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Leveraging parasport events for sustainable community participation

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Presentation at Impact of Events and Tourism symposium in Gothenburg, March, 2014

Presentation at Impact of Events and Tourism symposium in Gothenburg, March, 2014

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  • 1. Leveraging Parasports Events for Sustainable Community Participation Professor David McGillivray University of the West of Scotland Laura Misener, Western University David Legg, Mount Royal University Gayle McPherson & David McGillivray, University of West Scotland
  • 2. Leveraging Parasport Events for Sustainable Community Participation Research Aim:  To examine how the hosting of different forms of sport events for persons with a disability are being leveraged to create opportunities for community participation, and influence community attitudes towards disability Research Objectives  Compare and contrast social legacy tactics, strategies, and programs  Analyze spectator, volunteer, and community members’ attitudes and awareness of disability  Framework for leveraging parasport events to benefit community participation opportunities, and influence attitudes
  • 3. Rationale  Article 30 of UN Convention on the Rights of Persons with a Disability states that persons with a disability should have the right to participate on an equal basis in community life including recreational, leisure and sporting activities (UN, 2009)  But barriers include need for assistance, inaccessible facilities and transportation, the need for specialized equipment, and community attitudinal misperceptions about disability (HRSDC, 2010; WHO, 2011)  Hosting sporting events can offer an opportunity to:  access scarce resources to create more accessible infrastructure (e.g. sport and recreation facilities, transportation)  increase supportive services (i.e. coaching, volunteers, programs)  gain access to specialized equipment, and  potentially change attitudes about disability (Sherry et al., 2011)  However, little empirical evidence exists supporting these claims (Darcy & Appleby, 2011) and our project seeks to address this gap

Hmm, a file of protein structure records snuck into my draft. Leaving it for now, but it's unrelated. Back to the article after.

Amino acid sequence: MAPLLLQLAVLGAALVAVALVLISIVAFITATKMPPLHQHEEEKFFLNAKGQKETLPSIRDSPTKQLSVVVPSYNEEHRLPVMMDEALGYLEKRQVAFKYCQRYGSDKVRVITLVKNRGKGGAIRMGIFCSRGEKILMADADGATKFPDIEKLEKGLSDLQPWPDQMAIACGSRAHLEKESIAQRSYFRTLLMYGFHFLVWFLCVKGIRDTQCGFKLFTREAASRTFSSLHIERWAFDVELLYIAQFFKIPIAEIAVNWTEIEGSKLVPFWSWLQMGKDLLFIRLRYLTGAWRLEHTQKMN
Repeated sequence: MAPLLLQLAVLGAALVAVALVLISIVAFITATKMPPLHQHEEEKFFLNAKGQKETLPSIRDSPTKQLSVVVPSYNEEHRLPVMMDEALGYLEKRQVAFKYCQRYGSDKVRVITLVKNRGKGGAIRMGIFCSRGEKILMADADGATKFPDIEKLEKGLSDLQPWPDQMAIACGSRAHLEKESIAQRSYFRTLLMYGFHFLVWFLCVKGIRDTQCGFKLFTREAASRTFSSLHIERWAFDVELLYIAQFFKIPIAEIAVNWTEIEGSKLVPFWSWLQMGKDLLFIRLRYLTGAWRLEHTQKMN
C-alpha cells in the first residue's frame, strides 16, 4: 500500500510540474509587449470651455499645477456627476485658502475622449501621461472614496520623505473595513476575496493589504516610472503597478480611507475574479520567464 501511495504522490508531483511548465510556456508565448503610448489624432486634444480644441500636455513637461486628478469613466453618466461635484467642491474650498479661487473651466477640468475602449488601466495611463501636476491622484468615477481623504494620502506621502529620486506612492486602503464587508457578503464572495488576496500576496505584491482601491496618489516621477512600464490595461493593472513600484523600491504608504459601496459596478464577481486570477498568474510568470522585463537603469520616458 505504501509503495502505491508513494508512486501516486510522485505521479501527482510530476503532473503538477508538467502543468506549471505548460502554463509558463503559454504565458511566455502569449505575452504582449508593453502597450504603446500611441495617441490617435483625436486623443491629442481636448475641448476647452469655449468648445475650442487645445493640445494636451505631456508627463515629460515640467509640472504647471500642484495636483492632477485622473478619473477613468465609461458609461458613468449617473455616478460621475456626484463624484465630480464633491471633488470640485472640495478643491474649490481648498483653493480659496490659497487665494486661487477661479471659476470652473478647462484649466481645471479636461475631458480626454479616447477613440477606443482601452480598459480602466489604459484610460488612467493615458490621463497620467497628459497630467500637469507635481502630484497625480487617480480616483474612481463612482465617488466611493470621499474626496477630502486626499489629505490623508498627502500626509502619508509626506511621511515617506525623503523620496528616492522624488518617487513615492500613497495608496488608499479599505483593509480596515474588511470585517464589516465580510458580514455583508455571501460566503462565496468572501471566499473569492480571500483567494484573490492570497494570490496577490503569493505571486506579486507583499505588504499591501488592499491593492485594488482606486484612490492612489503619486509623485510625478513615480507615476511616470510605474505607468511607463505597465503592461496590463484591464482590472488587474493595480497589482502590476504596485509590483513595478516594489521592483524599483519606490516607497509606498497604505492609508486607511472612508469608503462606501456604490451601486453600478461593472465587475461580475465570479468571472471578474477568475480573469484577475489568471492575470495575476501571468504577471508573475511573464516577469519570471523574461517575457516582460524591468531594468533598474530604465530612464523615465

• 4. Conceptual framework  Disability is socially constructed in relation to broader societal structures - inaccessible buildings and transport, discriminatory attitudes, and negative cultural stereotypes are ‘disabling’ people with impairments (WHO, 2011; Barnes & Mercer, 2003)  The social model frames disability as a complex political and social creation based on barriers, prejudice, and exclusion created by society (purposely or inadvertently)  This study uses a critical disability lens to explore exclusionary social structures and examine the ways in which events are being used to devolve those structures to allow for greater levels of community participation of persons with a disability
  • 5. Sport Event Legacy  Extensive research exploring the immediate impacts on host cities/regions of hosting large-scale events (Ritchie, 2004; Hall & Hodges, 1996; Spilling, 1998)  Now more focus on the long-term impacts of these events (Dickson et al, 2011; Foley, McGillivray & McPherson, 2011; Preuss 2007; Smith, 2009) - referred to as event ‘legacies’  Economic impact work now complemented with research investigating how these events can also positively impact community development and broader social outcomes:  empowering disadvantaged groups  enhancing local community infrastructure, and  increased community and sport participation  Emphasis on sustainable social legacies of events to ensure broader community benefits
  • 6. Parasport event legacies  Theoretical support for the premise that hosting the parasport events have some positive impact on community infrastructural accessibility and enhancing disability awareness (Cashman and Darcy, 2007; Legg and Gilbert, 2010)  Lack of empirical evidence is compromising the effectiveness of any strategies aimed to create social legacies from these events (Weed & Dowse, 2009) ‘‘events and the opportunities they present are merely the seed capital; what hosts do with that capital is the key to realizing sustainable longer-term legacies” (O’Brien, 2006: p. 258)